In North Carolina Morrow, like Graham after him, would have attended a rural academy and received the beginnings of a classical education. A history of the area, however, reports, perhaps with some exaggeration, that “in 1794 there were not more than three schools in the State in which the rudiments of a classical education could be acquired.”14 Admission to Dickinson then required a basic knowledge of the Greek and Latin classics; in 1796 the trustees decreed that “Students in the Grammar School shall be taught Lat[in] Grammar,…Aesops Fables, Erasmus,…Ovids Metamorph[oses], Caesars Com[mentaries], Virgil, the Greek Testament.”15 One may infer that students coming to Dickinson from other grammar schools would have been expected to have run such a course—a curriculum, it should be noted, not unlike that enjoyed by Shakespeare.16 Morrow’s education apparently was excellent; as a member of the Class of 1798 whose earliest records in Carlisle date to the autumn of 1797, he must have matriculated as a junior.
Once at Dickinson, Morrow would have studied “Lucian, Xenophon, Homer, Horace, Sallust, Cicero, Juvenal, & Arithmatic.”17 Morrow’s teachers would have been Robert Davidson for history and geography, James McCormick for mathematics, and William Thomson for Latin and Greek.18 Morrow also would have attended Charles Nisbet’s lectures on moral philosophy and literary criticism. Morrow’s membership in one of the College’s two debating societies indicates a gregarious nature as well as an interest in literature. The other society, the Union Philosophical Society, tended to address what today would be called the social sciences.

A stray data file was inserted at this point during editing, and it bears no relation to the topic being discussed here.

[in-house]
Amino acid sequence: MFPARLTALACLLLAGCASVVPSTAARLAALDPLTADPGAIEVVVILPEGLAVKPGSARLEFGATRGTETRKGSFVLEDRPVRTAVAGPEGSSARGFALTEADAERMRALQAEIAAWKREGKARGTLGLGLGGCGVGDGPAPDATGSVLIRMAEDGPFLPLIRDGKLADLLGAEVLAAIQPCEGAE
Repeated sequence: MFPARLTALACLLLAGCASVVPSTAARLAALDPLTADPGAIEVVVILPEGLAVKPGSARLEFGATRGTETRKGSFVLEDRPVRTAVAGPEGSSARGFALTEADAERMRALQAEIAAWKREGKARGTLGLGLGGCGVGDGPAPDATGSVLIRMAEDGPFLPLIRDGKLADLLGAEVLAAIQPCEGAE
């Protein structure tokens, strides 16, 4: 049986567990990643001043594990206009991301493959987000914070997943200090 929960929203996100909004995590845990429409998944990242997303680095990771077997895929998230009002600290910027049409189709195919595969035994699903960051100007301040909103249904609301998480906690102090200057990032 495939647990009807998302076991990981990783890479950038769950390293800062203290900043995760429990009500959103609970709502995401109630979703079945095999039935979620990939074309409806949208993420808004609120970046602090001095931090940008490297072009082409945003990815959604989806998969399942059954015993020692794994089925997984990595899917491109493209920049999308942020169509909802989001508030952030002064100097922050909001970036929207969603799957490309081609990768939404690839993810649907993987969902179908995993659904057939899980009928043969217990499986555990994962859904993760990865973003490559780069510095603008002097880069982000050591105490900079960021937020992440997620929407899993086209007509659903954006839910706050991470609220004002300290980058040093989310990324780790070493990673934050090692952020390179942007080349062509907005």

Since the College was then still using the old grammar school—“small and shabby … fronting on a dirty alley,” one student recalled19 —students boarded with the professors, James McCormick and his wife putting up at least eight at a time. Students played games in the lot behind the school, and students were few enough in number to enjoy close friendships. A member of the Class of 1795 remarked upon “the strong attachments which boys of good feelings form to one another, when they have been long daily companions in study and in play” as he remembered his days at Dickinson and in the Belles Lettres Society.20